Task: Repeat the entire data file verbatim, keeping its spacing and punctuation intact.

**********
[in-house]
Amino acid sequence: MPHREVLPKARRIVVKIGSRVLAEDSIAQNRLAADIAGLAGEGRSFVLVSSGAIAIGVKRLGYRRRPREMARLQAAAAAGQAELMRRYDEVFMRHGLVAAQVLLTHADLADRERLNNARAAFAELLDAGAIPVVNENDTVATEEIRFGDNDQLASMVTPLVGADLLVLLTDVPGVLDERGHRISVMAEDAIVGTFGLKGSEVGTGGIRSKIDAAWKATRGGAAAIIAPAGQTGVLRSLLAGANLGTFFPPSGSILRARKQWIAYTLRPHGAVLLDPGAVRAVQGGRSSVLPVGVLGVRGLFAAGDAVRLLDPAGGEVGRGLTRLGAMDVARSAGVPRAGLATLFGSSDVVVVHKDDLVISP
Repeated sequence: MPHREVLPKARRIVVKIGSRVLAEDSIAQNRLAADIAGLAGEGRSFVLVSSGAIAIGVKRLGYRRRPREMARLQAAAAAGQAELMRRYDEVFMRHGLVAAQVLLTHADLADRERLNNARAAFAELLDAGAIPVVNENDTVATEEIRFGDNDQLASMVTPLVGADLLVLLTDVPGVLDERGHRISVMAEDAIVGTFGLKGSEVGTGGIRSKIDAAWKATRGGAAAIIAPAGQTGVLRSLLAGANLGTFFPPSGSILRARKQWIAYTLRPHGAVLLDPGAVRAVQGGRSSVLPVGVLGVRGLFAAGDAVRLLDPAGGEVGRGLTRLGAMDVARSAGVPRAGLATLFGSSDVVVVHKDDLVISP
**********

[in-house]
Amino acid sequence: MPHREVLPKARRIVVKIGSRVLAEDSIAQNRLAADIAGLAGEGRSFVLVSSGAIAIGVKRLGYRRRPREMARLQAAAAAGQAELMRRYDEVFMRHGLVAAQVLLTHADLADRERLNNARAAFAELLDAGAIPVVNENDTVATEEIRFGDNDQLASMVTPLVGADLLVLLTDVPGVLDERGHRISVMAEDAIVGTFGLKGSEVGTGGIRSKIDAAWKATRGGAAAIIAPAGQTGVLRSLLAGANLGTFFPPSGSILRARKQWIAYTLRPHGAVLLDPGAVRAVQGGRSSVLPVGVLGVRGLFAAGDAVRLLDPAGGEVGRGLTRLGAMDVARSAGVPRAGLATLFGSSDVVVVHKDDLVISP
Repeated sequence: MPHREVLPKARRIVVKIGSRVLAEDSIAQNRLAADIAGLAGEGRSFVLVSSGAIAIGVKRLGYRRRPREMARLQAAAAAGQAELMRRYDEVFMRHGLVAAQVLLTHADLADRERLNNARAAFAELLDAGAIPVVNENDTVATEEIRFGDNDQLASMVTPLVGADLLVLLTDVPGVLDERGHRISVMAEDAIVGTFGLKGSEVGTGGIRSKIDAAWKATRGGAAAIIAPAGQTGVLRSLLAGANLGTFFPPSGSILRARKQWIAYTLRPHGAVLLDPGAVRAVQGGRSSVLPVGVLGVRGLFAAGDAVRLLDPAGGEVGRGLTRLGAMDVARSAGVPRAGLATLFGSSDVVVVHKDDLVISP